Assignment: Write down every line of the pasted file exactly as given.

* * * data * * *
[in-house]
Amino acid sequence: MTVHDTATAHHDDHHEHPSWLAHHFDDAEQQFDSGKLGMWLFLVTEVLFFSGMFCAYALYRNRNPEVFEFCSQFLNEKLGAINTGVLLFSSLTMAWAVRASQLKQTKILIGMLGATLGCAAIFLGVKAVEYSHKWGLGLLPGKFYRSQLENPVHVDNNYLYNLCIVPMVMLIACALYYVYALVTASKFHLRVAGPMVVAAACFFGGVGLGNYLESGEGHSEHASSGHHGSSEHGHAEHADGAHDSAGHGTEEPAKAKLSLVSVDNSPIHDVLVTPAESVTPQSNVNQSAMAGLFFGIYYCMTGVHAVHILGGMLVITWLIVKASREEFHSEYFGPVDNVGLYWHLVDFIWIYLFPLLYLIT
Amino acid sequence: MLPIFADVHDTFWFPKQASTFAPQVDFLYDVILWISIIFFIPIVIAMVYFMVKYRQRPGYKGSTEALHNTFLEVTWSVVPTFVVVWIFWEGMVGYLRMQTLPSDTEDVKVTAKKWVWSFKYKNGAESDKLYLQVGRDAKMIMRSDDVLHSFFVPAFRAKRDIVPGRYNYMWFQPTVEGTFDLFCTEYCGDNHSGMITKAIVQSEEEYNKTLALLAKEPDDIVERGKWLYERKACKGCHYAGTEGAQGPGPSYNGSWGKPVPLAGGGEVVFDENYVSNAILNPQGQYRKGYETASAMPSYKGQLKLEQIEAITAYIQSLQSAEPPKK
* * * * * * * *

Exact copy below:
[in-house]
Amino acid sequence: MTVHDTATAHHDDHHEHPSWLAHHFDDAEQQFDSGKLGMWLFLVTEVLFFSGMFCAYALYRNRNPEVFEFCSQFLNEKLGAINTGVLLFSSLTMAWAVRASQLKQTKILIGMLGATLGCAAIFLGVKAVEYSHKWGLGLLPGKFYRSQLENPVHVDNNYLYNLCIVPMVMLIACALYYVYALVTASKFHLRVAGPMVVAAACFFGGVGLGNYLESGEGHSEHASSGHHGSSEHGHAEHADGAHDSAGHGTEEPAKAKLSLVSVDNSPIHDVLVTPAESVTPQSNVNQSAMAGLFFGIYYCMTGVHAVHILGGMLVITWLIVKASREEFHSEYFGPVDNVGLYWHLVDFIWIYLFPLLYLIT
Amino acid sequence: MLPIFADVHDTFWFPKQASTFAPQVDFLYDVILWISIIFFIPIVIAMVYFMVKYRQRPGYKGSTEALHNTFLEVTWSVVPTFVVVWIFWEGMVGYLRMQTLPSDTEDVKVTAKKWVWSFKYKNGAESDKLYLQVGRDAKMIMRSDDVLHSFFVPAFRAKRDIVPGRYNYMWFQPTVEGTFDLFCTEYCGDNHSGMITKAIVQSEEEYNKTLALLAKEPDDIVERGKWLYERKACKGCHYAGTEGAQGPGPSYNGSWGKPVPLAGGGEVVFDENYVSNAILNPQGQYRKGYETASAMPSYKGQLKLEQIEAITAYIQSLQSAEPPKK